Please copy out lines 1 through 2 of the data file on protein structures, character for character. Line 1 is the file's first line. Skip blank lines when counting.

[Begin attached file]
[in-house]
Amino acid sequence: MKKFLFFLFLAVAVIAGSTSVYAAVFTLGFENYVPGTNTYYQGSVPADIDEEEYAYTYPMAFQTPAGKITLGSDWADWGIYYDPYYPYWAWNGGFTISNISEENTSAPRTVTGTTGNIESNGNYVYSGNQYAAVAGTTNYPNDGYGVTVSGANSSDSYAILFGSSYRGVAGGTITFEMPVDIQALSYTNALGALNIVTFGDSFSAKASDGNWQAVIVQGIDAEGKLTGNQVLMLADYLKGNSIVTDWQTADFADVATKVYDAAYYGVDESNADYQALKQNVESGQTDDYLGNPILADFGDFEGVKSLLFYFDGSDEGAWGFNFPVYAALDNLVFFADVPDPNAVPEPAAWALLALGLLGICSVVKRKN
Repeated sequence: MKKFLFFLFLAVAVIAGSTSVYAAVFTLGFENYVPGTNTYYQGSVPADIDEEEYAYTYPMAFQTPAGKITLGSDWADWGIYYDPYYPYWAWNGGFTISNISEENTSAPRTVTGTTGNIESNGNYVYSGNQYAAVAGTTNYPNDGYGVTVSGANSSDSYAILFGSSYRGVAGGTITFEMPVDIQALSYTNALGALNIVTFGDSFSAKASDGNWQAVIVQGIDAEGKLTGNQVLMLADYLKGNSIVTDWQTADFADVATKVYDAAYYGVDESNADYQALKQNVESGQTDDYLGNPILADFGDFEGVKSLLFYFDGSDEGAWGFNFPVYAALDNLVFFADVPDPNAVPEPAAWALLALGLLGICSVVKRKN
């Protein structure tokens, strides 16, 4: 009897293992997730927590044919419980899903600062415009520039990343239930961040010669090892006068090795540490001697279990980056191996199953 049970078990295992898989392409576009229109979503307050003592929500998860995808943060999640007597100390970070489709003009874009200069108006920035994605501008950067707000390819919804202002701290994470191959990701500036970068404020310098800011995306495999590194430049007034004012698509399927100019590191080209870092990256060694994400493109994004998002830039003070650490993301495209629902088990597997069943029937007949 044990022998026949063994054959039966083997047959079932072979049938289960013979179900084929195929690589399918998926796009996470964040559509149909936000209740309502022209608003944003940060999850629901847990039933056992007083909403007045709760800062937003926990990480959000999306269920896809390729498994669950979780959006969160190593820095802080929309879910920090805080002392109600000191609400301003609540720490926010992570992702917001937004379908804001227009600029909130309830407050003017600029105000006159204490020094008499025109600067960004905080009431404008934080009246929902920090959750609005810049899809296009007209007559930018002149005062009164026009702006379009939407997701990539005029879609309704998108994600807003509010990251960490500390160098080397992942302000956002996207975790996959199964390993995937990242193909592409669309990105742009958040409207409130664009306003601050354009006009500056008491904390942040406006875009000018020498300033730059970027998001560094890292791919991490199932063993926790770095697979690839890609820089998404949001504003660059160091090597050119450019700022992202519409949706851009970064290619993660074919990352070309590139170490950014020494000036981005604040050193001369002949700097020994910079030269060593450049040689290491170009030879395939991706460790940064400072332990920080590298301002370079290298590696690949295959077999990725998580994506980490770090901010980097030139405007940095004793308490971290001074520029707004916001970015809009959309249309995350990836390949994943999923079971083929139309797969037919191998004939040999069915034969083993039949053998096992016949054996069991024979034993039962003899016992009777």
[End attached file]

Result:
[in-house]
Amino acid sequence: MKKFLFFLFLAVAVIAGSTSVYAAVFTLGFENYVPGTNTYYQGSVPADIDEEEYAYTYPMAFQTPAGKITLGSDWADWGIYYDPYYPYWAWNGGFTISNISEENTSAPRTVTGTTGNIESNGNYVYSGNQYAAVAGTTNYPNDGYGVTVSGANSSDSYAILFGSSYRGVAGGTITFEMPVDIQALSYTNALGALNIVTFGDSFSAKASDGNWQAVIVQGIDAEGKLTGNQVLMLADYLKGNSIVTDWQTADFADVATKVYDAAYYGVDESNADYQALKQNVESGQTDDYLGNPILADFGDFEGVKSLLFYFDGSDEGAWGFNFPVYAALDNLVFFADVPDPNAVPEPAAWALLALGLLGICSVVKRKN